What is a migraine? Why migraine happens. Who gets migraines? Treating migraines.

Dizzy Dames

Singer Janet Jackson had to cancel some recent concerts due to a "rare form of migraine called vestibular migraine or migraine-associated vertigo," according to the statement her publicists have released.

Janet's manager, Kenneth Crear said, "She's feeling much better and is ready to hit the road again to finish the tour."

Hallucination of Movement

Vestibular migraine differs from other migraine headaches by dint of an episode of vertigo that occurs prior to and during a migraine. The word "vestibular" refers to the inner ear, which is responsible for balance. Vertigo is dizziness that is caused by the imagined sensation that there is movement where none exists—something like a hallucination. Vertigo may make you feel as though you are spinning, or have just stepped off a boat. Many vestibular migraine patients state that the vertigo is more disabling than the headache.

However, most migraine patients have some vertigo and this is not the only symptom that distinguishes a vestibular migraine from any other sort. Other symptoms are involved and include nausea, hearing loss, fainting, weakness in the extremities, and abnormal eye movements. It is easy to understand why Ms. Jackson had to cancel her concerts, if one imagines the pageantry associated with such entertainment such as flashing lights and loud percussion. Such goings-on would tend to exacerbate the symptoms of a vestibular migraine sufferer such as the famous performing artist.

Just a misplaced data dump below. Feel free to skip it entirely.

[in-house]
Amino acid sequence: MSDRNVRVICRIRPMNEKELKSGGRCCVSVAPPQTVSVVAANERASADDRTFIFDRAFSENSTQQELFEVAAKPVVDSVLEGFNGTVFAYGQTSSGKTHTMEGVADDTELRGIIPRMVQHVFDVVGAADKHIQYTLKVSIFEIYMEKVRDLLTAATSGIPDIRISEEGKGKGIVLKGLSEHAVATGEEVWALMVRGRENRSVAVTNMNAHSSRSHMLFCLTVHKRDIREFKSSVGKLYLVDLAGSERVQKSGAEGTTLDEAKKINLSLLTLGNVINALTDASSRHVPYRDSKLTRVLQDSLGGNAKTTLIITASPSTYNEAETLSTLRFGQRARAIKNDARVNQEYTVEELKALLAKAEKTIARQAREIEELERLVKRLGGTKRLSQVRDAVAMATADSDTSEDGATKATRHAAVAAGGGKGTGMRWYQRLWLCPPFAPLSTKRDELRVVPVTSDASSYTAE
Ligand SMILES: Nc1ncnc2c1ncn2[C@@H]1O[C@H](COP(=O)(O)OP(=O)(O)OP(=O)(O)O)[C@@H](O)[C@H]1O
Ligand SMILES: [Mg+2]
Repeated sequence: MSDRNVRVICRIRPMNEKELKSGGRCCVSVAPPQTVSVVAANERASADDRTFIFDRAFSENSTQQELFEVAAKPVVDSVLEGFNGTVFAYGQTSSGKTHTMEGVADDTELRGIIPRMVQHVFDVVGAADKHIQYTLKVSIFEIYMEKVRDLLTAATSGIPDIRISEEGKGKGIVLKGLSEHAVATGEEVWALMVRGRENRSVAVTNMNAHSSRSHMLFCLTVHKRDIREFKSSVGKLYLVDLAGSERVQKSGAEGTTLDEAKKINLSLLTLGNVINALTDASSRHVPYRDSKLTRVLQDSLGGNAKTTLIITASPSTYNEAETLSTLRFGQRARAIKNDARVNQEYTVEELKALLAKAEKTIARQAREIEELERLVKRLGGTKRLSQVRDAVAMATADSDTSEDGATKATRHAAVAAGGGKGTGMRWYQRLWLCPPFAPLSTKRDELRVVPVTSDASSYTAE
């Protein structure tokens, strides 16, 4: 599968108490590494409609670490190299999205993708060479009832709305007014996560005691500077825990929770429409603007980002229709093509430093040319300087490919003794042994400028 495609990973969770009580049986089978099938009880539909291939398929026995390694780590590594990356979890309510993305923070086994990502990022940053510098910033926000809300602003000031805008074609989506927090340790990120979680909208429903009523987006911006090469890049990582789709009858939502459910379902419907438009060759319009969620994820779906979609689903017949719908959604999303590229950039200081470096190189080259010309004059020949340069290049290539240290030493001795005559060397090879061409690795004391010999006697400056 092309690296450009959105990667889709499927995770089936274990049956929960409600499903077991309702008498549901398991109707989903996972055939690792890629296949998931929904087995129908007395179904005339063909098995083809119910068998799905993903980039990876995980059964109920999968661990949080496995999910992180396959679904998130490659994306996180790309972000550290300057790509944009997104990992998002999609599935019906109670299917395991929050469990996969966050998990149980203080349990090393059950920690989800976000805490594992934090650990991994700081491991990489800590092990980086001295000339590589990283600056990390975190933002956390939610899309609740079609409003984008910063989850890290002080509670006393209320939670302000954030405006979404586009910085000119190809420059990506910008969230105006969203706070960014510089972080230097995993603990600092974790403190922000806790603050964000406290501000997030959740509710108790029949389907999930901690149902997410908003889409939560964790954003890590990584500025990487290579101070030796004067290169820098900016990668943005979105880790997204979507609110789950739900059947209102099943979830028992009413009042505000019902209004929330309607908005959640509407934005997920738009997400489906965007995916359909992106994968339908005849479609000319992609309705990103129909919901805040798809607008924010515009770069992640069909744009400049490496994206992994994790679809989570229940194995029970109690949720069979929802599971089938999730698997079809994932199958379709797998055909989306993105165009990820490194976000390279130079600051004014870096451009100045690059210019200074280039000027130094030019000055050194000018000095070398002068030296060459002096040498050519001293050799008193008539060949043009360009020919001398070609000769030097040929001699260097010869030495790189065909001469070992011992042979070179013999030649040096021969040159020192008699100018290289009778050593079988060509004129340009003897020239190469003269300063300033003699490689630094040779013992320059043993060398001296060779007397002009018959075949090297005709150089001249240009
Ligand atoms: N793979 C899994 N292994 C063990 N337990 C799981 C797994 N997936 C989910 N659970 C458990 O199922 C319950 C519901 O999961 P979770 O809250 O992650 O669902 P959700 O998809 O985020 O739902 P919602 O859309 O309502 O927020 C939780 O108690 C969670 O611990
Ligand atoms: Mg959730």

Constant Imbalance

Vestibular migraine episodes can last from between a few minutes to many hours and in the chronic form there is a constant sense of being off balance. Some patients have been migraine sufferers for years before they show symptoms of vestibular migraine.

Vestibular migraine was once thought to be due to a loss of circulation at the back of the brain. Now, however, doctors think that the condition is due to a neurological abnormality in the functioning of the back of the brain.

There is no specific treatment for the condition. Standard treatment is the same as for other migraine types. None of these treatments seem to deal with the attendant dizziness of vestibular migraine. Vestibular migraines have the reputation of being more difficult to treat, too. It's a good thing then that vestibular migraines are rare, occurring in only one or two of every one thousand migraine patients.

Most vestibular migraine patients are diagnosed with the condition in their late teens or early 20's. If you are older and you experience vestibular migraine symptoms for the first time, you should be seen to rule out other concurrent conditions.